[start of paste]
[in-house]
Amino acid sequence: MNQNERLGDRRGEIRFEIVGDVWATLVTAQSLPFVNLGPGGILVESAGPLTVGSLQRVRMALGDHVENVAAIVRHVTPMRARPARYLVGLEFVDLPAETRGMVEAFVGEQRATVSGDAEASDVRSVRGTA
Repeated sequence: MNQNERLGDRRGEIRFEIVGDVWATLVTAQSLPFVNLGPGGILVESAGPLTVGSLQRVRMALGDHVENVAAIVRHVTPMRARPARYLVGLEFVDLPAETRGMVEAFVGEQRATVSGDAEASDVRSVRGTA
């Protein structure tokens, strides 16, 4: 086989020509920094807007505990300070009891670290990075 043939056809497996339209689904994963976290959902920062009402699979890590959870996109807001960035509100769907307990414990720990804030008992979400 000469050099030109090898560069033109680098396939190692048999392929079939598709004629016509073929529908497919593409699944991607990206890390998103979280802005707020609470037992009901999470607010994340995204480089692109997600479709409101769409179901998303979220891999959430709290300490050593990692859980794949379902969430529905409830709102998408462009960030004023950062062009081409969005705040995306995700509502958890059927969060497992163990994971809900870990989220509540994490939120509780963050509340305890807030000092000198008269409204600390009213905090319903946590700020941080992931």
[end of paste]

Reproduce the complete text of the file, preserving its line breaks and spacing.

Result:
[in-house]
Amino acid sequence: MNQNERLGDRRGEIRFEIVGDVWATLVTAQSLPFVNLGPGGILVESAGPLTVGSLQRVRMALGDHVENVAAIVRHVTPMRARPARYLVGLEFVDLPAETRGMVEAFVGEQRATVSGDAEASDVRSVRGTA
Repeated sequence: MNQNERLGDRRGEIRFEIVGDVWATLVTAQSLPFVNLGPGGILVESAGPLTVGSLQRVRMALGDHVENVAAIVRHVTPMRARPARYLVGLEFVDLPAETRGMVEAFVGEQRATVSGDAEASDVRSVRGTA
């Protein structure tokens, strides 16, 4: 086989020509920094807007505990300070009891670290990075 043939056809497996339209689904994963976290959902920062009402699979890590959870996109807001960035509100769907307990414990720990804030008992979400 000469050099030109090898560069033109680098396939190692048999392929079939598709004629016509073929529908497919593409699944991607990206890390998103979280802005707020609470037992009901999470607010994340995204480089692109997600479709409101769409179901998303979220891999959430709290300490050593990692859980794949379902969430529905409830709102998408462009960030004023950062062009081409969005705040995306995700509502958890059927969060497992163990994971809900870990989220509540994490939120509780963050509340305890807030000092000198008269409204600390009213905090319903946590700020941080992931």